noun, plural da·does, da·dos.
verb (used with object)
Origin of dado
Examples from the Web for dado
He was close to Gianni Agnelli, the head of Fiat cars, as well as the Roman Prince Dado Ruspoli.
Hence, Gianni and Dado decided to play a rather morbid joke on their Danish friend.
The dado, or lowest border, will often give the necessary weight to the design.Needlework As Art|Marian Alford
When it sees a Artiss about it folds up and tries to look like part of the Dado.Mr Punch's Animal Land|E. T. Reed
Somehow it reminded them of the dado of a nursery wall-paper.The Innocence of Father Brown|G. K. Chesterton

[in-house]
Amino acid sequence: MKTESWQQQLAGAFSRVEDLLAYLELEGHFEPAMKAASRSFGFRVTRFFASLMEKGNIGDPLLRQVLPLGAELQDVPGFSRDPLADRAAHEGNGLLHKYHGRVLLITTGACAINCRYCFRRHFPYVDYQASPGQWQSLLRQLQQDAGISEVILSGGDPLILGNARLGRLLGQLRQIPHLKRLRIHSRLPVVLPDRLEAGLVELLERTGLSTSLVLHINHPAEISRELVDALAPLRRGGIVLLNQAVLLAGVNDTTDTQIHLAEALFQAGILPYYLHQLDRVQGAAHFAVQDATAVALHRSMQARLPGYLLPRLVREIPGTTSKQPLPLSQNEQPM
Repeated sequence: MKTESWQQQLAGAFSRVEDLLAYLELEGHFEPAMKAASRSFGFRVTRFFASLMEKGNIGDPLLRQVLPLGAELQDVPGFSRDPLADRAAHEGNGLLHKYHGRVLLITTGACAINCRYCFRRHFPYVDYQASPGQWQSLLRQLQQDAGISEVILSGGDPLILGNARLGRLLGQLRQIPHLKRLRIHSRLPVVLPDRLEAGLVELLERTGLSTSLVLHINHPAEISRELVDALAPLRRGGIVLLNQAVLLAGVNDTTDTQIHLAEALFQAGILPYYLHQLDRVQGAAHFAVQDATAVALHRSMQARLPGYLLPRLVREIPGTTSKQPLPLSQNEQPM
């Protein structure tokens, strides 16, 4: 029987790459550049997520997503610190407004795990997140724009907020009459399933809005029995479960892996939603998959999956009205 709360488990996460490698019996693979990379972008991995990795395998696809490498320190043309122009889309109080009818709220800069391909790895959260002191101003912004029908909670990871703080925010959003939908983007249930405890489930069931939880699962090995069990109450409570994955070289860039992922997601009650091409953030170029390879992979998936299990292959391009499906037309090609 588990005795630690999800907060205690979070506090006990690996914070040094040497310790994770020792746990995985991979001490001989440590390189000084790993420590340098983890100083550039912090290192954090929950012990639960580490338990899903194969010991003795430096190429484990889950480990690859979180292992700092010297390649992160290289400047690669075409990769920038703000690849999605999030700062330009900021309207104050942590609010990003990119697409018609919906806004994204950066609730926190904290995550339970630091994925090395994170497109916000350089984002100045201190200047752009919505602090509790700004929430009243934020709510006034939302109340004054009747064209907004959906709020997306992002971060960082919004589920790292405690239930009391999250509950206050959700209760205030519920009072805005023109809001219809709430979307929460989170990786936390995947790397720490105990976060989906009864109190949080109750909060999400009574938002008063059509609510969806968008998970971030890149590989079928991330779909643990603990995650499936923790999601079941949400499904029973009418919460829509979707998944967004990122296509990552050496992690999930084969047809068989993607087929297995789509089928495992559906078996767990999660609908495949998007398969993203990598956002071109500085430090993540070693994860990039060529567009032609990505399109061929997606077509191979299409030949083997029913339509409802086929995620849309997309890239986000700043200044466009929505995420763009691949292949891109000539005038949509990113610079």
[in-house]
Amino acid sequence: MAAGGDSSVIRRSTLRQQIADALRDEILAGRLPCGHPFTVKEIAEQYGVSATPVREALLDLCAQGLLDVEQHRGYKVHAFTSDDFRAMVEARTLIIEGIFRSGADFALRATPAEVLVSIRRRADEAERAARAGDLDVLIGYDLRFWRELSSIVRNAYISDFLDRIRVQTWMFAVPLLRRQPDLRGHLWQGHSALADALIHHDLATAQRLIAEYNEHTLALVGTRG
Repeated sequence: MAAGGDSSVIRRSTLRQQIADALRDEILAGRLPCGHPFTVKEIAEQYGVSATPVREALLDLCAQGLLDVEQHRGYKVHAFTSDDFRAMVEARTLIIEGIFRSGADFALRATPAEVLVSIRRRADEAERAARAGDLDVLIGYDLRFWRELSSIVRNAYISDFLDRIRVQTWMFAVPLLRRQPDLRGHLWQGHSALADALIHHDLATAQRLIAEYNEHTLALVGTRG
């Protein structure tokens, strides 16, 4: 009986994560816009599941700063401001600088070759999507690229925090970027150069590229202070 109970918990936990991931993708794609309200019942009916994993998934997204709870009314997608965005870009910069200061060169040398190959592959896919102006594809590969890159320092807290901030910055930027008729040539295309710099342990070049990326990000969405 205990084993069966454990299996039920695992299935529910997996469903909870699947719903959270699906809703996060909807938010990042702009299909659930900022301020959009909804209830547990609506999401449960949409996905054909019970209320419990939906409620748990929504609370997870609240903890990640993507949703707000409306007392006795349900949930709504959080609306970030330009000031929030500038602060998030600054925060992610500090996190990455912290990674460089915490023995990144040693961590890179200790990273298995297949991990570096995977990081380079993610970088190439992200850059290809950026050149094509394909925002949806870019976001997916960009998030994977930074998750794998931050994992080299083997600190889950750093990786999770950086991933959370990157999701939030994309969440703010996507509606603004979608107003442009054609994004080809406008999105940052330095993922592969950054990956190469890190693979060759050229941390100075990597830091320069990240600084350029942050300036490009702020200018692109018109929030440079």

Now let us roll up our sleeves again and hurry on with the dado.'Miss Cayley's Adventures|Grant Allen
The rugs, frieze, wainscoting or dado, furniture upholsterings and the curtain borders should be related.Color Value|C. R. Clifford
British Dictionary definitions for dado
noun plural -does or -dos
Word Origin for dado
Word Origin and History for dado
1660s, of pedestals, from Italian dado "die, cube," from Latin datum (see die (n.)). Of wood panelling in a room, from 1787.